Meg Hitchcock

Meg Hitchcock Press: Meg Hitchcock: In the Beginning, There was the Word , July 15, 2019 - Kim Powers

Meg Hitchcock: In the Beginning, There was the Word

July 15, 2019 - Kim Powers

In today’s era of immediate gratification and hi-speed internet, where the word has become tantamount to extinction, shortened to the barest of acronyms and further replaced by emojis and gifs, paper collage artist Meg Hitchcock is a savior, or at the very least an advocate for the lost art of literary reference and reverence. The creation, deconstruction and resurrection of the word through Hitchcock’s analogue process of typing, cutting out and pasting, in what some would call an obsessive (others devoted) methodology verges on madness. 

Meg Hitchcock Press: The Jealous Curator: Meg Hitchcock, August 19, 2016

The Jealous Curator: Meg Hitchcock

August 19, 2016

Oh my. This is the insanely detailed and thoughtful work of Brooklyn based artist Meg Hitchcock. Most of her work combines different religious texts, but I just had to include that first stunning piece which is made up of excerpts from her grandmother’s diary and letters cut from the Kama Sutra. Amazing! Here are Meg’s words about this beautiful work:

“In my text drawings I examine and dissect the word of God. I deconstruct a sacred text by cutting its individual letters, and reassemble them to form a passage from another holy book. The Koran is transformed into the Bible, the Bible into the Bhagavad Gita, and so on. I discourage a literal reading of the text by eliminating punctuation and spacing; a sentence from one text merges with a passage from another. By bringing together the sacred writings of diverse religions, I undermine their authority and speak to the common thread that weaves through all scripture.”

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Schön!: Scream London | Telling Tales

January 19, 2014 - Sheri Chiu

Art gallery Scream London showcases Telling Tales, a group exhibition featuring local UK and international artists whose crafts dissect and reassemble words from different languages. Schön! had the opportunity to talk with two artists, who both use the printed word in their artwork, but in completely different ways.

Meg Hitchcock does more than examine the word of God; she slices and dices the heart of religion to highlight the universal forces holding society together. Hitchcock literally cuts letters from holy books to create other sacred texts. The Koran is transformed into the Bible, the Bible turns into the Bhagavad Gita, and so on.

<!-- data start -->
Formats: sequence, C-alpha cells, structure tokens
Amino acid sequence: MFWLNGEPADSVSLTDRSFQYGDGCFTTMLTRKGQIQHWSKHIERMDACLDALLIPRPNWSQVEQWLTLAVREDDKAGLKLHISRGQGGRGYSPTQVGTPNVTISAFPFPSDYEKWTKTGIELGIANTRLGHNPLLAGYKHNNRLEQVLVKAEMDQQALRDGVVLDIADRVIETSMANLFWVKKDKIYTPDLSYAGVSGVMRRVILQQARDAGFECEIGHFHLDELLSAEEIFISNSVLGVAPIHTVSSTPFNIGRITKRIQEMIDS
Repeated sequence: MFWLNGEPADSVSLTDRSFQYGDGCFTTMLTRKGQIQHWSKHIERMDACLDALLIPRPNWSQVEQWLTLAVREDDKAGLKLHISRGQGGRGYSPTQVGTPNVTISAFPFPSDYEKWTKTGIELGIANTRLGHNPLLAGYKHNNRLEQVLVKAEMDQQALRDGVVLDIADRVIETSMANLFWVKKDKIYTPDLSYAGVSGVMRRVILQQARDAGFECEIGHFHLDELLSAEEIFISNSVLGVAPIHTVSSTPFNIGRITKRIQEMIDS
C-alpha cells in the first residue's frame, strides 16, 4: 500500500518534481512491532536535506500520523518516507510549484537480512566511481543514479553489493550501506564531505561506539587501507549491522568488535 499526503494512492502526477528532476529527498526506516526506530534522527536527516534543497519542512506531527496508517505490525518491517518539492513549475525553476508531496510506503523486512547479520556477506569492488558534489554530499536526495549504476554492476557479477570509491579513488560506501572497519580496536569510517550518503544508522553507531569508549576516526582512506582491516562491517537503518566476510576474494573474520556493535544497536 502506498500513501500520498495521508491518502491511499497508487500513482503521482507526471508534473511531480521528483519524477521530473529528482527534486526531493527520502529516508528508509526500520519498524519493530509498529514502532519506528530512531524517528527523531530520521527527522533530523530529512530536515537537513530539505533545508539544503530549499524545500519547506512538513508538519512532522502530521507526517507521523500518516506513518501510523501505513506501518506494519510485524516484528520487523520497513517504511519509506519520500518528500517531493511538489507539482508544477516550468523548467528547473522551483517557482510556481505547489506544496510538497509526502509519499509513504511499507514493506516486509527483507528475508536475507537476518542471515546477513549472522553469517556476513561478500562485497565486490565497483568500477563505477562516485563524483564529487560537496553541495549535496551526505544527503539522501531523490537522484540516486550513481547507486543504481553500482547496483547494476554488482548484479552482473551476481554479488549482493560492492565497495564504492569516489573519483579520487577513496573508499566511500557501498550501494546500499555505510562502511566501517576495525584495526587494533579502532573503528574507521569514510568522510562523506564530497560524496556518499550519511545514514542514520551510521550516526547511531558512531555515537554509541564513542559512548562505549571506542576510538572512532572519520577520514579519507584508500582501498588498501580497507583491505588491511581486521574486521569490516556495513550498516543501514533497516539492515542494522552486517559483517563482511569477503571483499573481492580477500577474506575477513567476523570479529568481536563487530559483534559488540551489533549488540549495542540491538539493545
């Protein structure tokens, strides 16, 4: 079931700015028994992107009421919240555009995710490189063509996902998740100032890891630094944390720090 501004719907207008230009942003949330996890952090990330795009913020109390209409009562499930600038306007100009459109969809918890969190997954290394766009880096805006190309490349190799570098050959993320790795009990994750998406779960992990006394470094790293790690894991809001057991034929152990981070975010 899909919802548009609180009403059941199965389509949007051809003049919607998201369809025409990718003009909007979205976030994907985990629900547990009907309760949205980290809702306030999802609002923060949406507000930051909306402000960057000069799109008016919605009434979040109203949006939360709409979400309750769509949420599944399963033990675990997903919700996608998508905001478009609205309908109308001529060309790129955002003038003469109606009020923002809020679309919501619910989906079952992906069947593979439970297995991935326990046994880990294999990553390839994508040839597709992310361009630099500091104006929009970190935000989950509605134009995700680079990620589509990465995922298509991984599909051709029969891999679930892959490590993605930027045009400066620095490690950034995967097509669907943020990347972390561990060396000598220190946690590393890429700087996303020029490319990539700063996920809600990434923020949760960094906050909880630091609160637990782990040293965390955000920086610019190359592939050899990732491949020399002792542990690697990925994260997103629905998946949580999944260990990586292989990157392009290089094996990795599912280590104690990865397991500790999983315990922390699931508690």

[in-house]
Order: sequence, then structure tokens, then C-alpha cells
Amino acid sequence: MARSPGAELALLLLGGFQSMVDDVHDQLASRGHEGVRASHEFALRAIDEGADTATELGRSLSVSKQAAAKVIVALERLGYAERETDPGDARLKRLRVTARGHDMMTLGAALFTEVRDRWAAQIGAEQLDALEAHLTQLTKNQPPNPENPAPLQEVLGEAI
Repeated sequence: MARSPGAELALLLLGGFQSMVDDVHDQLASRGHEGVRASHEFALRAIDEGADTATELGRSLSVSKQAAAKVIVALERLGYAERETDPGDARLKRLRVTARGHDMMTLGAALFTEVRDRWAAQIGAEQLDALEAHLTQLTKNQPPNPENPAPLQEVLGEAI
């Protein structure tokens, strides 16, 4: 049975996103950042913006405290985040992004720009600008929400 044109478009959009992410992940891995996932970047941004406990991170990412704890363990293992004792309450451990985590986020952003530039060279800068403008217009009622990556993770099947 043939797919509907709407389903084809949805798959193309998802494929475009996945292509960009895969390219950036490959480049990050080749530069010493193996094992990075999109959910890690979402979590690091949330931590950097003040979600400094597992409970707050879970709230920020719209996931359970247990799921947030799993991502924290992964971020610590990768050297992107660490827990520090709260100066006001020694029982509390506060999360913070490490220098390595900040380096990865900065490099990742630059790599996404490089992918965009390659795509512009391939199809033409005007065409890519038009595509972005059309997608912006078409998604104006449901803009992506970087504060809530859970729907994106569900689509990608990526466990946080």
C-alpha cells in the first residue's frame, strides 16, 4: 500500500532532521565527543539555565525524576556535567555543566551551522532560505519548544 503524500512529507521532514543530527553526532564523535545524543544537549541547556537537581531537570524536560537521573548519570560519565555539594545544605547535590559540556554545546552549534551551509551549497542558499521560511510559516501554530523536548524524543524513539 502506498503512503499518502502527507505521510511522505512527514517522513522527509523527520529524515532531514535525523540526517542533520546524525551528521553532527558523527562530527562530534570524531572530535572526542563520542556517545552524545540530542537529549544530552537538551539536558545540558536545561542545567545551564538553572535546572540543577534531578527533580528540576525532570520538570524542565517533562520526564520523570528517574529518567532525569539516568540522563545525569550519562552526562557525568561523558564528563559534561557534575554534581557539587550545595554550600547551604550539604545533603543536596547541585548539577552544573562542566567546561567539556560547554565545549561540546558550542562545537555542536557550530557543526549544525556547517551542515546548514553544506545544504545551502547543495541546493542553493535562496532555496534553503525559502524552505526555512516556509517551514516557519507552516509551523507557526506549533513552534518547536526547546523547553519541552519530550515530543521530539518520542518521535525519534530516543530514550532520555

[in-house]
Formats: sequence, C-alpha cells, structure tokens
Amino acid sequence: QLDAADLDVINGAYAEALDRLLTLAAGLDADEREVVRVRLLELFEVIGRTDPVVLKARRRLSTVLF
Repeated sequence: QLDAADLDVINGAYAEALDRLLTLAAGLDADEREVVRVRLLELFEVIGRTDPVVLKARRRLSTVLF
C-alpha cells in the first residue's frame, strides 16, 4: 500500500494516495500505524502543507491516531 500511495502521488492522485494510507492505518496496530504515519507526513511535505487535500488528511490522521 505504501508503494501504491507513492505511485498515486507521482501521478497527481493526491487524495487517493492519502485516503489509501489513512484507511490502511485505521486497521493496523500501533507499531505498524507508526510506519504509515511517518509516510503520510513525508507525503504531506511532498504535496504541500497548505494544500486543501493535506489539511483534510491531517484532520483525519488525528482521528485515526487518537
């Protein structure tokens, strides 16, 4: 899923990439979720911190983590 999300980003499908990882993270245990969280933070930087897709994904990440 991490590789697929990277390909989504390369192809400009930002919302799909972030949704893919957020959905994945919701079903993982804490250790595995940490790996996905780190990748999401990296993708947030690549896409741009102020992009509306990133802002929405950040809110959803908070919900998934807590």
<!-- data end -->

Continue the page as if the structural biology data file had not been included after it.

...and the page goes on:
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Studio International: Meg Hitchcock, Interview

January 6, 2014 - Kate Tiernan

Meg Hitchcock, a Brooklyn-based artist, celebrates the human need to reach outside ourselves, through sacred language honouring Christianity, Judaism and Islam with a cross-pollination of text from the Bible, the Torah and the Qur’an. Dismantling the texts a letter at a time, she transforms them into intricate threads of text. The visual dissection of the word of God runs off the page and provokes us to question our own belief structure.

Hitchcock spoke about her work to Kate Tiernan from her studio in Brooklyn. The following is an excerpt from a longer conversation.

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Meg Hitchcock Press: Platinum Cheese: Art Chat with Meg Hitchcock, June 26, 2013 - Stephanie Chefas

Platinum Cheese: Art Chat with Meg Hitchcock

June 26, 2013 - Stephanie Chefas

Utilizing the sacred text of various religions, Meg Hitchcock weaves a tapestry of inspired writings that transcends words. Each work of art is what Hitchcock calls ‘a visual mantra of devotion’—a continuous line of text forms the words and run-on sentences without spaces or punctuation. The end result is a multi-layered narrative that culminates into the human need for connection with the sacred.

In anticipation of her upcoming group show at Design Matters Gallery entitled ‘Word Play’, I had the chance to chat with this unique artist. Here Meg talks about her Christian background, growing up in a New England town, and the message behind her work.

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